Planes and New Pilots

A long time ago when I was a little kid, every Sunday evening I watched a wonderful television program called Walt Disney’s Wonderful World of Color. All of us watched programs that were varied and entertaining. I am sure this show created many future doctors, scientists, lawyers, entrepreneurs, and yes, even some pilots and astronauts. Many of those “1960s kids” decided on their careers spawned by their imaginations after watching this wonderful show each week.

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We have a problem in aviation we really need to address. Over the time I attended fly-ins or hung around local FBOs, I discovered I was one of the younger people in attendance. Now, most of us are all old geezers. Specifically, the problem we have in aviation today is dwindling pilot starts and completions, along with the shrinking pilot population. For the aviation business, the importance goes back to the simple lessons of supply and demand as it affects pricing.

In 2003, the FAA reported the ranks of private pilots in the nation as slightly more than 241,000. Last year, the number was 188,001. Commercial pilots numbered 123,990 versus 116,400 for the same reports. The number of total pilots decreased approximately 19,500 pilots at all certificate levels. The bright spot in the FAA statistics is an increase in student pilot applications by more than 13,000.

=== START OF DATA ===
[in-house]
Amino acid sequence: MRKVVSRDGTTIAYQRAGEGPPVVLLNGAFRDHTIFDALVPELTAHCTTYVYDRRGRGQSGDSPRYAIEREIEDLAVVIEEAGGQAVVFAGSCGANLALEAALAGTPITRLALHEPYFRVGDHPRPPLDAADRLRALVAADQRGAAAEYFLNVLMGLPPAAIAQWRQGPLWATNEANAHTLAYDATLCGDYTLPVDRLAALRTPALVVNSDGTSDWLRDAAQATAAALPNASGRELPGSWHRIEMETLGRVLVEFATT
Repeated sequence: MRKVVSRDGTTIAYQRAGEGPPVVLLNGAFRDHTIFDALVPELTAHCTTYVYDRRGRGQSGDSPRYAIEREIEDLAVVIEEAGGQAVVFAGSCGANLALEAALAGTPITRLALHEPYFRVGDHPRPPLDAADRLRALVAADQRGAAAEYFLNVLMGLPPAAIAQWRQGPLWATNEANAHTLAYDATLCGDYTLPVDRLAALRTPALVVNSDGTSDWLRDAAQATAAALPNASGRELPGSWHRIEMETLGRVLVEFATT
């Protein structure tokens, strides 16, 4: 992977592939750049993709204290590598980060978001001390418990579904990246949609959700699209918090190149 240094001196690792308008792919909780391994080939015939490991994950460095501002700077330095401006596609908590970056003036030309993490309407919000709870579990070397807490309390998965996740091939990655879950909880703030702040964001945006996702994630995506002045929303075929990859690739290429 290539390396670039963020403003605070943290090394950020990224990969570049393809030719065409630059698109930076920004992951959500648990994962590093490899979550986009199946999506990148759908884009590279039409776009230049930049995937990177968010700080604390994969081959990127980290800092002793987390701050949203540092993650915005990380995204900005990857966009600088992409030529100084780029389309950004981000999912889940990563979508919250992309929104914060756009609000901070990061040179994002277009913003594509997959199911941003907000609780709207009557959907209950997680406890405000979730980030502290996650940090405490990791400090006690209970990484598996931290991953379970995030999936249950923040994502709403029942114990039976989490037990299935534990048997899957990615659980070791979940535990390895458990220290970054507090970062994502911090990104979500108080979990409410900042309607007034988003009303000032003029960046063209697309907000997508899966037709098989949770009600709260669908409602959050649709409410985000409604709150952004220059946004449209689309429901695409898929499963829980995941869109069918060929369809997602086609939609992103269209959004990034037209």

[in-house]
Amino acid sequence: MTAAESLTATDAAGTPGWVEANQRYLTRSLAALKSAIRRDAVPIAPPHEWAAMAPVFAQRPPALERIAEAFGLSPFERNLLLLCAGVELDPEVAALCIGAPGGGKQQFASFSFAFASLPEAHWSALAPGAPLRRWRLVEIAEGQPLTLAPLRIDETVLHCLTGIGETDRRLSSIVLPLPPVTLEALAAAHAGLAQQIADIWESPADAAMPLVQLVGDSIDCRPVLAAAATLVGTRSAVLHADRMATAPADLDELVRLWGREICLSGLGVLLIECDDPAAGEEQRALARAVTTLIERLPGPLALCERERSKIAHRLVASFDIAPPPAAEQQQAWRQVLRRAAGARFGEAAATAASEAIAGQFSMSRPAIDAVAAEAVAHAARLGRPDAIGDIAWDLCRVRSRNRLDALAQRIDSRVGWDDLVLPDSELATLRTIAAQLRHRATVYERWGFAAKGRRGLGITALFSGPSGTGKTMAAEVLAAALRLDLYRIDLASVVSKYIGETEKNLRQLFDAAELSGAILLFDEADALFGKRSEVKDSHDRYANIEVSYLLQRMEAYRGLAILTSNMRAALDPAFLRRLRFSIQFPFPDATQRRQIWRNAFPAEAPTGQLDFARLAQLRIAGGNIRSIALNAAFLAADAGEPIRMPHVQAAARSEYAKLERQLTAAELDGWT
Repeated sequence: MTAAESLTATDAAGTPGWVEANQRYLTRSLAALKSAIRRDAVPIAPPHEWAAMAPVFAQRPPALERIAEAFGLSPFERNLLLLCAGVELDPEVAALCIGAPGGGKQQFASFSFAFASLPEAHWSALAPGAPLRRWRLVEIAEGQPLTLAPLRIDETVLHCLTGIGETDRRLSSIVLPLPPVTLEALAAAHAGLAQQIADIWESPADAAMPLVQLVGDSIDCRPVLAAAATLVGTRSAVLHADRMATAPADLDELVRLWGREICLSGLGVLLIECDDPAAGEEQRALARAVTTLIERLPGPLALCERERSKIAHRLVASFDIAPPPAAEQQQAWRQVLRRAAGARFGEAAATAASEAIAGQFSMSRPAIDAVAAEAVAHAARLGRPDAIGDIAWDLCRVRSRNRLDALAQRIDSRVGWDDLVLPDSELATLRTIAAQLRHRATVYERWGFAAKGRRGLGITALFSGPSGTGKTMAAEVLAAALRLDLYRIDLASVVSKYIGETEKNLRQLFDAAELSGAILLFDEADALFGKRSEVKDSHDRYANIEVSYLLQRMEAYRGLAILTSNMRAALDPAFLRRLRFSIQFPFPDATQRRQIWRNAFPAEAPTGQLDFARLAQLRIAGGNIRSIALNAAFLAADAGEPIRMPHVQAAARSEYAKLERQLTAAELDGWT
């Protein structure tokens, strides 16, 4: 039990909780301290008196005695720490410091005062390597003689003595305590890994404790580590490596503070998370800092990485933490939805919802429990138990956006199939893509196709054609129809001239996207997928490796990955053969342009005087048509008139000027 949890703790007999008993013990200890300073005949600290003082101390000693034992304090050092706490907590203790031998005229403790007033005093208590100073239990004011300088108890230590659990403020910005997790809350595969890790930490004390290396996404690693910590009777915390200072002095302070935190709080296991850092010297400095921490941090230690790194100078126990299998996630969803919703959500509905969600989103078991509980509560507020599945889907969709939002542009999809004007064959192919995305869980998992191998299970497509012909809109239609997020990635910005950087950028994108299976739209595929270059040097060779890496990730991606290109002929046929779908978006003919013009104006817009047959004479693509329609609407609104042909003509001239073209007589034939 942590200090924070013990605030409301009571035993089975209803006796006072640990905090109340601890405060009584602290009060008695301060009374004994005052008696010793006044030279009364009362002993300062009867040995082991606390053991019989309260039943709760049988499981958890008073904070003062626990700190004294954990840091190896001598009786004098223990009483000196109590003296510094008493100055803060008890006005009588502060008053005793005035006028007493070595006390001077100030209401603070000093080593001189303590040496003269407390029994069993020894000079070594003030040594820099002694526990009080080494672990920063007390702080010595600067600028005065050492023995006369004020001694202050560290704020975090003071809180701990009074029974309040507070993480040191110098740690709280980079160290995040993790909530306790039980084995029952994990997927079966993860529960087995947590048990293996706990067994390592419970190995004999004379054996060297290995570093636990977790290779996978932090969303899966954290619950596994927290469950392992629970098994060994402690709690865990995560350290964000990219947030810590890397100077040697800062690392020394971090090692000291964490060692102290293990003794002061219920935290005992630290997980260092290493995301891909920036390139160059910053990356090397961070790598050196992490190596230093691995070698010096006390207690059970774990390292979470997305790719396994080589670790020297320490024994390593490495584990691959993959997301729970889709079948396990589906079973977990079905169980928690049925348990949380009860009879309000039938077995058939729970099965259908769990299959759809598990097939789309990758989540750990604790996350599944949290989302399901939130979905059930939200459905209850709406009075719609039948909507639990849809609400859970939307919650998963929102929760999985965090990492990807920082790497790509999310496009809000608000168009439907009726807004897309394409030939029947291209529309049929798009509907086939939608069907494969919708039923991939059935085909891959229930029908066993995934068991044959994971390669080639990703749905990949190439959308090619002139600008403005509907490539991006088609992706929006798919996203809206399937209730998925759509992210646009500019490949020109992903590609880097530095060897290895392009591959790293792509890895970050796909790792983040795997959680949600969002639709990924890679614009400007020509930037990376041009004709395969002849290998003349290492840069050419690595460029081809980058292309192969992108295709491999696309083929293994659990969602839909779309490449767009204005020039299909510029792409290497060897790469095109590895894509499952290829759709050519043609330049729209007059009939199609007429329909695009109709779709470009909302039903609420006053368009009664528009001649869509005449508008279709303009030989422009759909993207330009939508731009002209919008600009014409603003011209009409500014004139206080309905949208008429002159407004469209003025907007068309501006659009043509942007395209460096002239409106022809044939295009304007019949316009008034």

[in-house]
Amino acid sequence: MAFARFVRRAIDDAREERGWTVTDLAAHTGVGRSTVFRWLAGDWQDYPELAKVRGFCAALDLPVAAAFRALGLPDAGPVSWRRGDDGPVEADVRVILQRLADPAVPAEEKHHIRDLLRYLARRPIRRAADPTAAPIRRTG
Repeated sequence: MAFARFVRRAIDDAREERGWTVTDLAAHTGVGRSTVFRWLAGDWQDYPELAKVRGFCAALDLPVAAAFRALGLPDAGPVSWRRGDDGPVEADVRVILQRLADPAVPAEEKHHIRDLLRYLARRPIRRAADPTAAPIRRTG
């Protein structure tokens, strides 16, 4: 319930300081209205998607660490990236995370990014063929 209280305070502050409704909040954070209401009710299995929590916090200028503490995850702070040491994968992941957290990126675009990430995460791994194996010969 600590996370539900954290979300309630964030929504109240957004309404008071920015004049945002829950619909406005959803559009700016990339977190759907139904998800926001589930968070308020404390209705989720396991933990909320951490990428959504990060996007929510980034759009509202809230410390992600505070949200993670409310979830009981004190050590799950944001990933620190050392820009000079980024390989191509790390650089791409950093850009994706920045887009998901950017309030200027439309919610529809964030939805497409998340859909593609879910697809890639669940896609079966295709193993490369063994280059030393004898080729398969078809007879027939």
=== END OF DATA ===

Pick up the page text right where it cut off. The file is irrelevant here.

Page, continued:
With fewer pilots flying, the unit per hour cost of flying rises. If we have more pilots flying, the cost will decrease.

So, what to do… what to do…?

Somehow, we have to find a way to bring new blood into the industry. If we don’t, the industry will die on the vine. This is something we cannot afford. That brings us back to the question of what to do…?

We must get more youth in aviation. Many questions need to answers. For one, where should we target our efforts? Teenagers? Early 20-somethings? People in their 30s or 40s?

Here are some terrible truths we must face: teenagers and young people in their early 20s typically lack the financial wherewithal to pay for an aviation habit. Those making money in their 30s are too busy making their money, raising their children, and paying for their kid’s school activities.

People in their late 40s and early 50s may have the money to start in aviation, but the only thing they are typically interested in is personal flying rather than professional flying of some sort.